Daily Archives: February 25, 2013

Ready, Fire, Aim

SOFTWARE- GATESDo you recognise the man in this photo? In case you don’t it’s Bill Gates, one of the richest people in the world and founder of software giant Microsoft Inc. What you probably don’t know is how he used the ready, fire, aim concept in his early days to build the foundation of his business empire.

Most people fail to achieve success, not because they don’t know what needs to be done, but because they just don’t do what they should and can do. Perhaps you too have been guilty of this weakness. You have an idea that you know has a great chance of succeeding. You know you would like to implement it but for some reason you continue to think about it and you just don’t take the necessary first steps and get it going.

Ready, fire, aim means when you get an idea you quickly try it out after minimal development. When you live by this concept you don’t waste time procrastinating, you don’t suffer from paralysis by analysis. Instead you take an idea, develop it quickly to a point where you can test it or try it out on a small scale (prototyping) and then make a decision to discard it or refine it further.

When Bill Gates was approached by IBM to develop an operating system for the new IBM personal computer around 1982 he did not have an operating system but he saw an opportunity and jumped onto it. He purchased a rudimentary operating system called QDOS (Quick and Dirty Operating System) and renamed it MSDOS. He did minimal refinement on it and licensed it to IBM. Of course Bill and his team at Microsoft then dedicated themselves to improving this operating system up to today when its successor, Microsoft Windows, is the most popular operating system in the world.

So don’t plan to plan to plan. Don’t wait for perfection because you will probably be waiting forever. Quickly try out your ideas and rapidly move from thought to result. Remember you miss 100% of the shots you don’t take. Ready, fire, aim.

Nurturing Champions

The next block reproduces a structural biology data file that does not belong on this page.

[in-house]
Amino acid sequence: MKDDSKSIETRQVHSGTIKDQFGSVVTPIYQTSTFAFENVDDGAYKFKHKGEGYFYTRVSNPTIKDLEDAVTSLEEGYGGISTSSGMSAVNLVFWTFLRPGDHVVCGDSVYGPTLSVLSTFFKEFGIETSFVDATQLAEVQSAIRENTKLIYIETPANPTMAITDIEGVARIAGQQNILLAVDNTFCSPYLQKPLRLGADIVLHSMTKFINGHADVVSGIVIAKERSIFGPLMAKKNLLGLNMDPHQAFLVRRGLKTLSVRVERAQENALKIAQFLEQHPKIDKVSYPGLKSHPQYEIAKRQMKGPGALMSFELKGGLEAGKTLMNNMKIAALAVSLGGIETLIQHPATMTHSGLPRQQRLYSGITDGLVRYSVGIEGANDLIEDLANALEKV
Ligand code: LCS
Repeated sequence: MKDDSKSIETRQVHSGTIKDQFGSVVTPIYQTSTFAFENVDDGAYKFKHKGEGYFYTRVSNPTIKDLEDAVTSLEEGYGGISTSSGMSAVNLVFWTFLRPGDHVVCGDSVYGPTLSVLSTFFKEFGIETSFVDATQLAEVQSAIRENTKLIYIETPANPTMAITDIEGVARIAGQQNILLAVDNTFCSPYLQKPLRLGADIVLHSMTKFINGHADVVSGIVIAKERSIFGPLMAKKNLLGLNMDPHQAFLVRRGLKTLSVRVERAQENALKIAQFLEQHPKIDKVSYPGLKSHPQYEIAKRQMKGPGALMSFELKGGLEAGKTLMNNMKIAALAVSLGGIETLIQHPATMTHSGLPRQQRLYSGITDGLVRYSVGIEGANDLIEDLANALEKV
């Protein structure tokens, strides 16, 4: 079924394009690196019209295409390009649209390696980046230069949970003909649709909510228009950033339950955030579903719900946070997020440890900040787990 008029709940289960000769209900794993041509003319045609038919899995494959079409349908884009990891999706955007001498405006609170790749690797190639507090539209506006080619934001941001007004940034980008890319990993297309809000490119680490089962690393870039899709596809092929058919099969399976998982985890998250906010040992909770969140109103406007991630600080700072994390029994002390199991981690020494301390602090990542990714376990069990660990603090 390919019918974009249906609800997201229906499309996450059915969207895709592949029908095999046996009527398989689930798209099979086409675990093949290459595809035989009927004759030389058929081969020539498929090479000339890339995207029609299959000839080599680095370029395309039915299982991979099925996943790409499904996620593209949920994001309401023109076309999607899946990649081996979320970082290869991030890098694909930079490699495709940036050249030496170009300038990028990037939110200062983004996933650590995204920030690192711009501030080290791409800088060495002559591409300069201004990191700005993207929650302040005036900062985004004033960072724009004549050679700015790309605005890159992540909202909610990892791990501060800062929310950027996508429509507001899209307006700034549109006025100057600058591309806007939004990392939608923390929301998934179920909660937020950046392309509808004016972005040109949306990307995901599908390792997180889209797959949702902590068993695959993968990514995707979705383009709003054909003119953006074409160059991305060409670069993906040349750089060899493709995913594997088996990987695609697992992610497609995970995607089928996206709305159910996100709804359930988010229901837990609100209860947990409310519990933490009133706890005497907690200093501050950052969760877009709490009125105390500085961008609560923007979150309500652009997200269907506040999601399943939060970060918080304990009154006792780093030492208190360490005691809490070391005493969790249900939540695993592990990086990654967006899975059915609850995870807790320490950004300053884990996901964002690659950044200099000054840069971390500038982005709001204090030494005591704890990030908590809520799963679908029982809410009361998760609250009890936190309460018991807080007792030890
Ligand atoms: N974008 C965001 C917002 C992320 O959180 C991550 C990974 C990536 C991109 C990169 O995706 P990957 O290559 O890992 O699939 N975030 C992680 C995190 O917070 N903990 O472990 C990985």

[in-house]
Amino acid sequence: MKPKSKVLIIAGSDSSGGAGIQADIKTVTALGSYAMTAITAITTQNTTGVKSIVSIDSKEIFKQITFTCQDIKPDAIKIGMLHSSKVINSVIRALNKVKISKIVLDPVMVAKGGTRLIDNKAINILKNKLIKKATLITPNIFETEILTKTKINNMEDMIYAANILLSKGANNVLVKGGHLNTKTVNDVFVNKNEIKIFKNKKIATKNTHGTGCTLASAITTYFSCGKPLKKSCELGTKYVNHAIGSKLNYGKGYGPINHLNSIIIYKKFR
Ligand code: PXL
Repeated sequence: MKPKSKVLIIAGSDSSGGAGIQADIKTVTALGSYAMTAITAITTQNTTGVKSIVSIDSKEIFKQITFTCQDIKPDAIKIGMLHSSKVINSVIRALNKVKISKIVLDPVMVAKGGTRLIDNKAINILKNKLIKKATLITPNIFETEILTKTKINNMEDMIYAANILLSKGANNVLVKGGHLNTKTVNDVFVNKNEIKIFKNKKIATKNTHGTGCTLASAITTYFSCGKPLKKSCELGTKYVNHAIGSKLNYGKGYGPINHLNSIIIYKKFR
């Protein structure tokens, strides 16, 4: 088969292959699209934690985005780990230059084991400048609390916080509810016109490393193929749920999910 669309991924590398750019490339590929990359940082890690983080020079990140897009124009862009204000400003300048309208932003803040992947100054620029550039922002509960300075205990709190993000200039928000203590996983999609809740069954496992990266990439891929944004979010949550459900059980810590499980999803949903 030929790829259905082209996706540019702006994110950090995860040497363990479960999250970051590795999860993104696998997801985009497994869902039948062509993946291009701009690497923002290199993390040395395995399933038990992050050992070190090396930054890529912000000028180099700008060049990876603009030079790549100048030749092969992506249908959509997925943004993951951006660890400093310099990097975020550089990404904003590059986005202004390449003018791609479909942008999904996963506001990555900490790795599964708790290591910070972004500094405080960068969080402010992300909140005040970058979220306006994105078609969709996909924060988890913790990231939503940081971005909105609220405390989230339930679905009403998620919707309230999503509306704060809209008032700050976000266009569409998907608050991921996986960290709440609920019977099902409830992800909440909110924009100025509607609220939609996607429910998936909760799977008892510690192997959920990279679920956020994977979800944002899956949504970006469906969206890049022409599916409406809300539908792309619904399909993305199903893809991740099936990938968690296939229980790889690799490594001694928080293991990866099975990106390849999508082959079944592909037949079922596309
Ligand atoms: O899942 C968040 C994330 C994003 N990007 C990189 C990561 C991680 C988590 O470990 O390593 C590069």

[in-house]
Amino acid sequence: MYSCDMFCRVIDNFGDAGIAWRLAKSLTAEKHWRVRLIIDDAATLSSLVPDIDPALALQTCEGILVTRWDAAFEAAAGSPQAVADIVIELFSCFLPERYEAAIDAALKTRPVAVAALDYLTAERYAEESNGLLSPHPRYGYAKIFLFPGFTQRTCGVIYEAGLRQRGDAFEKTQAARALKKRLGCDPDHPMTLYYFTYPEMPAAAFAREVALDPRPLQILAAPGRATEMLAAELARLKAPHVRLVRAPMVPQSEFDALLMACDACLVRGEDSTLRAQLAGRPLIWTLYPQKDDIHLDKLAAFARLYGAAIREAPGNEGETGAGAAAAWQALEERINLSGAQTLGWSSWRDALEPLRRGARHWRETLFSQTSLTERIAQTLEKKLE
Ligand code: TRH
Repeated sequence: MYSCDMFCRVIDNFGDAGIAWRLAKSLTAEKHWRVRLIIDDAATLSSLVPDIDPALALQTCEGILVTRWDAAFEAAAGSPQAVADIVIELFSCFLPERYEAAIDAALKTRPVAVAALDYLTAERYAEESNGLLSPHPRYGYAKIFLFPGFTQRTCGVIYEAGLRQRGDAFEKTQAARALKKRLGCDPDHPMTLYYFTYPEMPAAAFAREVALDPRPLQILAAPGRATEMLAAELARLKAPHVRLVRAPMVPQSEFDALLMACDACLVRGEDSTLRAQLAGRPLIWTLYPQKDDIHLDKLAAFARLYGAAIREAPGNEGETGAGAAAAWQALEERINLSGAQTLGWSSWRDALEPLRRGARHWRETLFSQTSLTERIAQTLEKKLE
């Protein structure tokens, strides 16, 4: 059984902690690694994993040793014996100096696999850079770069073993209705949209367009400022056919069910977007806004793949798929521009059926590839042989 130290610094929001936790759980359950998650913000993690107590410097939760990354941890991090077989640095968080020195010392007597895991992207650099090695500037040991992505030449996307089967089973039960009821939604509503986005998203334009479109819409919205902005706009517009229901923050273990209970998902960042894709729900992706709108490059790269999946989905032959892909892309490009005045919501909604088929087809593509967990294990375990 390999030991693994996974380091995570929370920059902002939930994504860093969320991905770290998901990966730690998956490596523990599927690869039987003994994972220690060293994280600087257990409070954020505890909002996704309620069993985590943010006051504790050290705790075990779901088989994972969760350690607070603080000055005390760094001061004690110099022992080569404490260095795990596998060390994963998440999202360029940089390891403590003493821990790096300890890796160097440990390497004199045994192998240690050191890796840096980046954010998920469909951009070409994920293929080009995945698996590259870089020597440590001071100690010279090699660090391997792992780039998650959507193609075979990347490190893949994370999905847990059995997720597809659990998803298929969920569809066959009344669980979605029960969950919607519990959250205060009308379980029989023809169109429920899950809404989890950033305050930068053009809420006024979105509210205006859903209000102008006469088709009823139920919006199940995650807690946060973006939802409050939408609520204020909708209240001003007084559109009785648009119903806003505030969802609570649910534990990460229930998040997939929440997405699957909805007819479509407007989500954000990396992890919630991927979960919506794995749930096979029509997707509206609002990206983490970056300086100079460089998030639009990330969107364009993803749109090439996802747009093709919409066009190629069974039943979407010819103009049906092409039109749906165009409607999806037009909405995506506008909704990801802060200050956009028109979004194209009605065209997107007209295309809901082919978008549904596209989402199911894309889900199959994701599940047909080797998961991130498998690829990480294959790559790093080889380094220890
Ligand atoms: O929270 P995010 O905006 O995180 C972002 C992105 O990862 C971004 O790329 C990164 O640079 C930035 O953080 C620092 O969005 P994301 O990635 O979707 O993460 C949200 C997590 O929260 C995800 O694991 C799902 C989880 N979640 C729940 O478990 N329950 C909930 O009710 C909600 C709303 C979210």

The silence in the classroom was deathly as all the students stared at the little blind boy who had just been asked by the teacher to help the class find a pet mouse that had gone AWOL (absent without official leave). Without hesitation the blind boy pointed at a spot under some books and sure enough the mouse was found there.

Stevie Wonder

“So what’s this got to do with me?”, I hear you say. If you are interested in leadership, which I know you are, then this has everything to do with you. The blind boy in question went on to become a multi-million dollar celebrity and he attributes the beginning of his self-discovery to this remote incident when his teacher asked for his help in locating a runaway mouse even though he couldn’t see unlike his classmates.

In case you still haven’t figured it out the blind boy was none other that the incredibly talented musical genius Stevie Wonder.

What Stevie’s teacher did is part of nurturing a champion. This is the height of leadership. When you identify potential in people, encourage, challenge, motivate, inspire, reinforce and celebrate their successes you turn poor performance into excellence. How many champions have you nurtured?

They say the best way for you to master any subject is to teach that subject to someone else. You want to be an exceptional leader? If yes then you need to mentor/coach/teach/build someone else to be an exceptional leader. A poor leader blames his followers but a great leader develops average followers/colleagues into outstanding leaders. What type of leader are you?